Series: Star Trek: The Next Generation
Season 4, Episode 9
Original Air Date: November 19, 1990
|via Memory Alpha|
Wesley Crusher has finally been accepted to Starfleet Academy. For a last hurrah, Picard invites the young Ensign to accompany him on an away mission. Unfortunately, their shuttle crashes and their symbolic expedition becomes a fight for survival.
"Final Mission" is Wes's final episode as a principal cast member on The Next Generation. Wil Wheaton asked to be released from his contract in order to pursue other opportunities. He would return as a guest star and also for one film but as a series regular, he was done.
It's no secret, the Wesley Crusher character never quite worked. It's not the actor's fault. Wil Wheaton was Gordie Lachance in Stand by Me so I will always love Wil Wheaton. The actor himself has written and spoken extensively about the flaws in the Wesley role. Don't be too sad for him, either. Wheaton holds an exalted position within Geekdom for life.
In my opinion, the problem with Wes is that he was never allowed to be a real kid. Creator Gene Roddenberry was too caught up in the idea of seeing himself in Wes and therefore pushed to make him special. A wunderkind storyline emerged, one that justified Wes's undeserved place on the bridge but in reality, only made him more nauseating. Even when he was allowed to be human, he was too sweet, too naive. There was no edge to Wes. It was as if the writers had never known a true, flesh and blood teenager in their lives. And wardrobe certainly didn't do him any favors: the terrible sweaters the first season, then the ill-fitting Starfleet uniforms thereafter.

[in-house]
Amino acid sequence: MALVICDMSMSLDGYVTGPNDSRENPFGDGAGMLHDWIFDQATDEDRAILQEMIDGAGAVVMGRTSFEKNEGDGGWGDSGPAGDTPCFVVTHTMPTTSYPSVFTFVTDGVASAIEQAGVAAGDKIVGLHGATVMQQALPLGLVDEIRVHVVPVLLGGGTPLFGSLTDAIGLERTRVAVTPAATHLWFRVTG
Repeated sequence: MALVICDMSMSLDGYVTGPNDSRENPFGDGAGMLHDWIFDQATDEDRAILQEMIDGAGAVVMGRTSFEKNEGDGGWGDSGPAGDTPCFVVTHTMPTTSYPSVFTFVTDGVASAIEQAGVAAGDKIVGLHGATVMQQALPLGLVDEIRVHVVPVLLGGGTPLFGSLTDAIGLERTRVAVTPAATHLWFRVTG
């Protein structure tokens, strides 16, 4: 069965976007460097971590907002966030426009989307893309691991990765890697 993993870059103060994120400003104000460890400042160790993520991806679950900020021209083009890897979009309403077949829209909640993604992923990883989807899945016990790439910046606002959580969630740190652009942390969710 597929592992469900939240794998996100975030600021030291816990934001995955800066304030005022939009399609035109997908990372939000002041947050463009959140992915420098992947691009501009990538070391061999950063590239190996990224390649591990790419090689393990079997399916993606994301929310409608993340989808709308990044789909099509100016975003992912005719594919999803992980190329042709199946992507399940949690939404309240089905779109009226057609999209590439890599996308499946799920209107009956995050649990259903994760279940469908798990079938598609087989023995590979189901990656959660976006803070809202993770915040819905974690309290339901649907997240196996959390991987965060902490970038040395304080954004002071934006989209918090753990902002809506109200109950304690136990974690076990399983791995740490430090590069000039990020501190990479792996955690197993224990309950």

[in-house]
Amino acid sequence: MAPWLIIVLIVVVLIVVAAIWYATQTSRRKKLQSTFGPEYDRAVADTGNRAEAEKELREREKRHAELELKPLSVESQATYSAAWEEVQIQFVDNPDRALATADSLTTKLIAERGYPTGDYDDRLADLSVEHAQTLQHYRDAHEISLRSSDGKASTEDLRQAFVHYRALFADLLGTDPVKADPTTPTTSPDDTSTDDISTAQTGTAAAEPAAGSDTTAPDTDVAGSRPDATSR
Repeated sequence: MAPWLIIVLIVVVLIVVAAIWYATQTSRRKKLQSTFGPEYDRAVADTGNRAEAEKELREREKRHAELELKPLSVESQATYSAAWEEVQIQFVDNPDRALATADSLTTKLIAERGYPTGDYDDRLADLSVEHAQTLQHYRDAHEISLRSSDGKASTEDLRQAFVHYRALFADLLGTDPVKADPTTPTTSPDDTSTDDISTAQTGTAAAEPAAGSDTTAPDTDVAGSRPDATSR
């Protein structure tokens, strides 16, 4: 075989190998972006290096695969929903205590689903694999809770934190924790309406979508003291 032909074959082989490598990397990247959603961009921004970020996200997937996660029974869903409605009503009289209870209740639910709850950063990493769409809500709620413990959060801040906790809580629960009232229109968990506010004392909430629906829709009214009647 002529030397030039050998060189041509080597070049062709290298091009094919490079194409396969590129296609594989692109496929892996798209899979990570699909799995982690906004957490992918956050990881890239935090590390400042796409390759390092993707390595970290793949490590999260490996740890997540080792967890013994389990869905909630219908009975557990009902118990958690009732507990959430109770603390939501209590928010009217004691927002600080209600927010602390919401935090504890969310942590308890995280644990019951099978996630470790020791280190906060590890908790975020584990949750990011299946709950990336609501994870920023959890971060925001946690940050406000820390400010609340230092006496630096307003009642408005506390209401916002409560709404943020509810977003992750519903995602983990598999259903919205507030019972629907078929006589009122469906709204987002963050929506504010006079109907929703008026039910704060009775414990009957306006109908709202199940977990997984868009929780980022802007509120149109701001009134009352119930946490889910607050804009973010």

Wes was never replaced so the principal cast of eight was reduced to seven where it would remain for the rest of the series. In some ways, Jake Sisko follows in his footsteps in DS9 but Jake serves a different narrative purpose in the later series and, for that and several other reasons, works much better. But I'm getting ahead of myself.
|via Moonbase Alpha|
Nick Tate played the role of Dirgo, the pilot of the ill-fated shuttle. He was born June 18, 1942 in Sydney. His career began in Australian television.
His best known gigs were the British series Space: 1999 and Australia's Sons and Daughters. In the US, he made guest appearances on such series as The X-Files, Murder, She Wrote and Lost. Film credits include Cry Freedom, Hook and The Great Gatsby. Tate is also known for his voiceover work on high profile theatrical trailers. You've undoubtedly seen one. Here's the full list.